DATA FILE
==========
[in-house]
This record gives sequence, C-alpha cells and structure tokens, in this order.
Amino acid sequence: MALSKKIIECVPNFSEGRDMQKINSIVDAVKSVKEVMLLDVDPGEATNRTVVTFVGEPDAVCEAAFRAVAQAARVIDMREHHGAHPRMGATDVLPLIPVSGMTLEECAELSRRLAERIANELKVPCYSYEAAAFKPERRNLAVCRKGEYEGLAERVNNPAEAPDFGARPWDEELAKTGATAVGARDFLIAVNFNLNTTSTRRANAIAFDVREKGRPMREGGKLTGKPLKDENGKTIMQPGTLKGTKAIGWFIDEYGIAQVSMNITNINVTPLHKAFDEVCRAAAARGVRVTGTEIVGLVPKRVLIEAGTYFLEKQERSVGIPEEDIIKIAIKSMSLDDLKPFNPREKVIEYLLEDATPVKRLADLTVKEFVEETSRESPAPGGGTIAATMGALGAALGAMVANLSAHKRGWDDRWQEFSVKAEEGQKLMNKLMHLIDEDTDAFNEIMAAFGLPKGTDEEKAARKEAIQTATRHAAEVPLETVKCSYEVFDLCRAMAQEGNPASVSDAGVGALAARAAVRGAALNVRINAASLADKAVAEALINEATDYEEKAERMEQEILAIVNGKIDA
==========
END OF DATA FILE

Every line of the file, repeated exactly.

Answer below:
[in-house]
This record gives sequence, C-alpha cells and structure tokens, in this order.
Amino acid sequence: MALSKKIIECVPNFSEGRDMQKINSIVDAVKSVKEVMLLDVDPGEATNRTVVTFVGEPDAVCEAAFRAVAQAARVIDMREHHGAHPRMGATDVLPLIPVSGMTLEECAELSRRLAERIANELKVPCYSYEAAAFKPERRNLAVCRKGEYEGLAERVNNPAEAPDFGARPWDEELAKTGATAVGARDFLIAVNFNLNTTSTRRANAIAFDVREKGRPMREGGKLTGKPLKDENGKTIMQPGTLKGTKAIGWFIDEYGIAQVSMNITNINVTPLHKAFDEVCRAAAARGVRVTGTEIVGLVPKRVLIEAGTYFLEKQERSVGIPEEDIIKIAIKSMSLDDLKPFNPREKVIEYLLEDATPVKRLADLTVKEFVEETSRESPAPGGGTIAATMGALGAALGAMVANLSAHKRGWDDRWQEFSVKAEEGQKLMNKLMHLIDEDTDAFNEIMAAFGLPKGTDEEKAARKEAIQTATRHAAEVPLETVKCSYEVFDLCRAMAQEGNPASVSDAGVGALAARAAVRGAALNVRINAASLADKAVAEALINEATDYEEKAERMEQEILAIVNGKIDA